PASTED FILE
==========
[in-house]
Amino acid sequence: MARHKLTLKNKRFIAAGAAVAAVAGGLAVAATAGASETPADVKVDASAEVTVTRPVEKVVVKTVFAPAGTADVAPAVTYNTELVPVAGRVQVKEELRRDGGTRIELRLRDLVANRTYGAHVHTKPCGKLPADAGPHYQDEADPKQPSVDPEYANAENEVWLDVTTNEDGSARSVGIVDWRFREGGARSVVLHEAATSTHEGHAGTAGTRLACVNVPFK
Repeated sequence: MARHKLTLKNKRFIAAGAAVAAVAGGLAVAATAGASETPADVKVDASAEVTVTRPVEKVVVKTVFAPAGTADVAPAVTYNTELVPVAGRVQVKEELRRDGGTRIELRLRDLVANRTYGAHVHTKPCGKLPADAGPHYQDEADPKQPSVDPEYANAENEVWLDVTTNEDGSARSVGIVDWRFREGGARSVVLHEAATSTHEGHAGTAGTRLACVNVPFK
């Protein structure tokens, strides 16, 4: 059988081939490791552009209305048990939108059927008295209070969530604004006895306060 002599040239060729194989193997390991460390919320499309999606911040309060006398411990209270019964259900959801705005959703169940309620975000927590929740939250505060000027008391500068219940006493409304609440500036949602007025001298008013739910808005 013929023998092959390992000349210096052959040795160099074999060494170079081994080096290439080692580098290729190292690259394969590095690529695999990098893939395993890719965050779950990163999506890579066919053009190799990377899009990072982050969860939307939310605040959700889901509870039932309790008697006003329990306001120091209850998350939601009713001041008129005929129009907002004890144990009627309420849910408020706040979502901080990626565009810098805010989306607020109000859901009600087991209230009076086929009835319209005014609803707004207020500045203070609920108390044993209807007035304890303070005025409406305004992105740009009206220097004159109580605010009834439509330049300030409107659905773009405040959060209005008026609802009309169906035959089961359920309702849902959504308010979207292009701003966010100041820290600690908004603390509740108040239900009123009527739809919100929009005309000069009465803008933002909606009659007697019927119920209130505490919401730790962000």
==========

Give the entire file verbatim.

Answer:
[in-house]
Amino acid sequence: MARHKLTLKNKRFIAAGAAVAAVAGGLAVAATAGASETPADVKVDASAEVTVTRPVEKVVVKTVFAPAGTADVAPAVTYNTELVPVAGRVQVKEELRRDGGTRIELRLRDLVANRTYGAHVHTKPCGKLPADAGPHYQDEADPKQPSVDPEYANAENEVWLDVTTNEDGSARSVGIVDWRFREGGARSVVLHEAATSTHEGHAGTAGTRLACVNVPFK
Repeated sequence: MARHKLTLKNKRFIAAGAAVAAVAGGLAVAATAGASETPADVKVDASAEVTVTRPVEKVVVKTVFAPAGTADVAPAVTYNTELVPVAGRVQVKEELRRDGGTRIELRLRDLVANRTYGAHVHTKPCGKLPADAGPHYQDEADPKQPSVDPEYANAENEVWLDVTTNEDGSARSVGIVDWRFREGGARSVVLHEAATSTHEGHAGTAGTRLACVNVPFK
């Protein structure tokens, strides 16, 4: 059988081939490791552009209305048990939108059927008295209070969530604004006895306060 002599040239060729194989193997390991460390919320499309999606911040309060006398411990209270019964259900959801705005959703169940309620975000927590929740939250505060000027008391500068219940006493409304609440500036949602007025001298008013739910808005 013929023998092959390992000349210096052959040795160099074999060494170079081994080096290439080692580098290729190292690259394969590095690529695999990098893939395993890719965050779950990163999506890579066919053009190799990377899009990072982050969860939307939310605040959700889901509870039932309790008697006003329990306001120091209850998350939601009713001041008129005929129009907002004890144990009627309420849910408020706040979502901080990626565009810098805010989306607020109000859901009600087991209230009076086929009835319209005014609803707004207020500045203070609920108390044993209807007035304890303070005025409406305004992105740009009206220097004159109580605010009834439509330049300030409107659905773009405040959060209005008026609802009309169906035959089961359920309702849902959504308010979207292009701003966010100041820290600690908004603390509740108040239900009123009527739809919100929009005309000069009465803008933002909606009659007697019927119920209130505490919401730790962000």